Cataract Falls

Mt Tamalpais, California, USA

Static Google Map of Cataract Falls

About Cataract Falls


Hiking Distance: 3.2-4.4 miles round trip
Suggested Time: 2.5 hours

Date first visited: 2010-04-09
Date last visited: 2010-04-09

Waterfall Latitude: 37.92426
Waterfall Longitude: -122.62944

Cataract Falls is really a long series of waterfalls and rapids starting near the Laurel Dell and eventually spilling into the man-made Alpine Lake.

During our visit to the falls, there were so many of these cascades that I don’t have a whole lot of faith in my count as to how many there were in total (I counted 6, but Julie counted 9). Personally, I only counted the falls I thought were big enough to be photo-worthy, but that was totally subjective. In any case, things like this are best described by a former college roommate of mine who’d say with half annoyance and half indifference, “DETAILS!”

The trail to see Cataract Falls pretty much followed Cataract Creek alongside the falls. Since we started from Alpine Lake, that meant it was all uphill to see the falls before coming back. However, it would have been an upside down hike had we started from Laurel Dell. Of course the ideal way to do this (assuming we had a pair of vehicles and some buddies to do this with) would be to do the entire hike as a one-way shuttle hike.

Considering the quantity of falls, we ended up spending a lot more time than we anticipated for such a relatively short hike distance-wise. Our GPS records show that we hiked 4.4 miles round trip, but that might be an overestimate due to lost satellite lock in some of the forest cover. In the literature, Ann Marie Brown has it at 3.2 miles round trip while I’ve seen another website report the distance at 2.6 miles return.

As for the Cataract Falls themselves, I’d guess that each notable cascade was between say 15ft to maybe 70ft (keep in mind this was a total guess and just our gut feeling). I swear it was easy to double book some of the falls as some viewpoints were of the same cascade from a different vantage point. Then again, we thought we saw so many waterfalls on this excursion that we probably ended up being waterfall-saturated.

I’ve heard that the falls does have a fairly short season so you probably want to time a visit here for the late Winter and Spring months and not long after the last rain storm. Moreover, the rainfall of the current year must also be at least average or above average since we’ve had instances where there were dry Winters. In our situation, we showed up in 2010 (a heavy rainfall year) and we didn’t think it rained significantly for a few weeks (at least in our neck of the woods, it didn’t rain for a month). So the photos you see on this web page probably reflect something close to average waterflow.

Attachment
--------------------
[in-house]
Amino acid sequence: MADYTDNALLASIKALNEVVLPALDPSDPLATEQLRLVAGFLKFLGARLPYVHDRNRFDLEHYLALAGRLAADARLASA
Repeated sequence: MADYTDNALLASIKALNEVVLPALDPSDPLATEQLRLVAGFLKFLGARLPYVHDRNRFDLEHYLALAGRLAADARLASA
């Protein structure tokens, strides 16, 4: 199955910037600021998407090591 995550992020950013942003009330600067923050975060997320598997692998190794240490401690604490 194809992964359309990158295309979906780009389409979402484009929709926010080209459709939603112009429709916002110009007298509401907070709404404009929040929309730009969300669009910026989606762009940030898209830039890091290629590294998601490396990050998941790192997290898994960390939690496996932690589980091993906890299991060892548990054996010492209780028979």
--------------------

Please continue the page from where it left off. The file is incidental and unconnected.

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To get to Cataract Falls, we drove up from Stinson Beach roughly 4 miles north on Hwy 1 (Shoreline Hwy) to the Fairfax-Bolinas Road on the right (it’s unsigned, but it’s right at the end of the Bolinas Lagoon opposite the Olema-Bolinas Road). Then, we drove on the twisty Fairfax-Bolinas Road for a little over 10 miles going uphill into a redwood grove before descending towards Alpine Lake.

As we descended towards Alpine Lake, there was a hairpin turn with lots of pullouts and a sign with litter/recycle bins marking the trailhead. We managed to park our car in this pullout space which should have room for about a dozen cars. This 11-mile drive took us about 45-60 minutes.

Note that had we been coming from Olema, we’d go south on Hwy 1 for about 9 miles until we would see the unsigned junction with Fairfax-Bolinas Road to our left. Then, we’d follow the Fairfax-Bolinas Road for about 10.6 miles to Alpine Lake where a hairpin turn would have the pullouts to park the car.

Alternately, we could have driven up Ridgecrest Road to the Laurel Dell Trailhead, but we didn’t do this. Personally, we prefer to go uphill first from Alpine Lake anyways as opposed to going downhill first and getting all that elevation back on the way back to Laurel Dell.

For further geographical context, Stinson Beach was 24 miles north of San Francisco.

Bottom up sweep of the uppermost section of the lowest of the grand cascades we saw on this hike


Slow bottom up sweep of a cascade we saw beneath the trail with a fallen log leaning against it


Bottom up sweep of the topmost cascade we saw on this hike

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Tagged with: tamalpais, marin, san francisco, bay area, central coast, california, waterfall

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